I'm thinking about going back to a single computer in the near future

For those of you that have been following my computing adventures for a while, you know that I’ve gone from Mac Zealot to someone who has her feet firmly planted in two gardens. That isn’t going to change. I happen to like some things about Windows just as much as I like some things about OS X. I happen to dislike some things about Windows just as much as I dislike some things about OS X. I’m about as proficient and comfortable on both platforms as I can be. I see absolutely no reason to go back to being completely one side or the other if I don’t have to.

I have my PowerMac G5, dual 2ghz circa September 2003 (isn’t it great when you can chart your life by searching your own blog?). My Mac, running OS X 10.4.8, is primarily used for Adobe Creative Suite applications and iTunes/iPod syncing. I have a few thousand fonts and all my Photoshop, InDesign, Illustrator and Acrobat work comes out of that box (about 20% of my job). I have it hooked up to a 23″ Apple Cinema display.

It’s serving me well, but I have no idea how much horse power the next version of Creative Suite will require. AppleCare is out of the picture (expired last month). If anything dies on this computer, it likely won’t be worth fixing/replacing.

On another leg of my “U” shaped desk I have my Dell Inspiron 9300, circa April 2005. It’s barely 18 months old, but the non Core Duo processor is starting to show its age. It’s now my workhorse, and I’m on it 3x as much these days as I’m on the Mac. I prefer Outlook over Mail/iCal and I need to sync with things like my Cingular 8125 where the options on the Mac side are more limited. I prefer FeedDemon to NetNewsWire. Quicken and QuickBooks for the Mac are barely usable. A lot of other things I do on the PC are for convenience, because this is where I happen to be since this is where Outlook is. The Mac equivalent is probably fine. It’s simply easier to communicate and exchange information with the world (outside of graphic designers) when you’re using the same tool that 90-95% of them are using.

As much as I like the Inspiron, it’s too big and heavy. When I bought it, I had no idea I’d be traveling as much as I am now, and shlepping this thing (I think it’s around 10-12 lbs.) is no easy feat. I’m limited in the cases that will fit its 17″ widescreen monitor, and forget using it on a plane or train in coach class.

So here’s what I’m thinking about… rumor has it that Apple is going to be refreshing its MacBook Pro line to Core 2 Duo processors. When that happens, I can replace both the Inspiron and the PowerMac with a 15″ MacBook Pro, and when I’m home dock it up to the 23″ Cinema Display. It’s not an ultra-portable, but it will feel like a feather compared to the Dell.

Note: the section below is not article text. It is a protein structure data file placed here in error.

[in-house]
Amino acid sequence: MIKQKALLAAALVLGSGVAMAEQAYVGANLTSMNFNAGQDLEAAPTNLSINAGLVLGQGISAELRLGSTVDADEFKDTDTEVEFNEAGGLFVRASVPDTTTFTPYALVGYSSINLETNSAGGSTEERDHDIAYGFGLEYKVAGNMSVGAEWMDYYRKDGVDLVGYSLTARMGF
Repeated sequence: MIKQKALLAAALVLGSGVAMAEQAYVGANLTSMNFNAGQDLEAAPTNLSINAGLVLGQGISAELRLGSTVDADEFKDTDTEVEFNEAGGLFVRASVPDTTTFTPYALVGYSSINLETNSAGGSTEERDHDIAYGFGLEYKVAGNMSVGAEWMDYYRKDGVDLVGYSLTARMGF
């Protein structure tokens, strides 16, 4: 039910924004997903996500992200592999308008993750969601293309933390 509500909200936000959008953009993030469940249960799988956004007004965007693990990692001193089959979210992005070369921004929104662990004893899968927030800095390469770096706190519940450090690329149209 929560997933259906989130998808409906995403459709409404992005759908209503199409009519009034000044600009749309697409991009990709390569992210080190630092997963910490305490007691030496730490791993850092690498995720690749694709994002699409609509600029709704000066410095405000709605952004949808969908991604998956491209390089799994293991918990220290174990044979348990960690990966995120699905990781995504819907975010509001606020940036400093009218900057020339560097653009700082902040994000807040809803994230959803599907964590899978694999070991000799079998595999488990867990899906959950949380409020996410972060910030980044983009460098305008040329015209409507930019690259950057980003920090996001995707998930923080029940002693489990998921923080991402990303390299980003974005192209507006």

If I sell off both the Inspiron and the PowerMac, I should be able to pay for at least half of the MacBook Pro. Not to mention the money I’ll save with one backup strategy, one mouse, one external keyboard, etc.

I need 100% compatibility when running Windows apps on the MacBook Pro (through Parallels, of course). I won’t have a “real” PC to fall back on, so everything has to work. And I’d like to be able to run Vista. I don’t want the Virtual PC “almost-as-good-as”… Anyone know if the Apple Store machines are running Parallels? It would be nice to be able to play with it, try and run some of the sites I need that require IE 6+ and see if it’s a workable option, even with the more outdated Core Duo that’s currently in the MacBook Pro.

Thoughts?

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3 thoughts on “I'm thinking about going back to a single computer in the near future

  1. Judi,

    I’ve been using a 20″ Intel-based iMac and running Parallels since July, and have been extremely pleased with Parallels’ performance.

    I’m not aware of any *software* incompatibilities that you could run into; the software is identical, running on the same basic processors as a “real” PC would. The only issue you may encounter is hardware-based, and those are getting fewer and further between (the developers are smart and responsive, it seems!).

    That said, if you can’t find a Parallels-running Mac nearby, email me and I’m happy to test some sites for you.

  2. I’m a Mac and PC user too–my own machine is a macbook pro and I also use a Dell Latitude for one of my clients. I agree with you that they both have advantages and disadvantages, though the mac has turned out to be really good for podcasting because of garage band, iTunes, and audio hijack pro.

    The big problem with the macbook is the lack of docking station. It’s just not that smooth to hook it up to an external monitor. My external keyboard failed and I haven’t replaced it, so my arrangement is to type on my macbook pro and use its screen for my main monitor area and then my big screen is off to the side. It’s not ideal. I could probably work it out better if I invested some time and thought in it though.

    Hmm, I realized there’s probably a docking station for the macbook pro now. I just checked and bookendz has one. So never mind. Looks like you can now get a docking station for the 15″ macbook pro.

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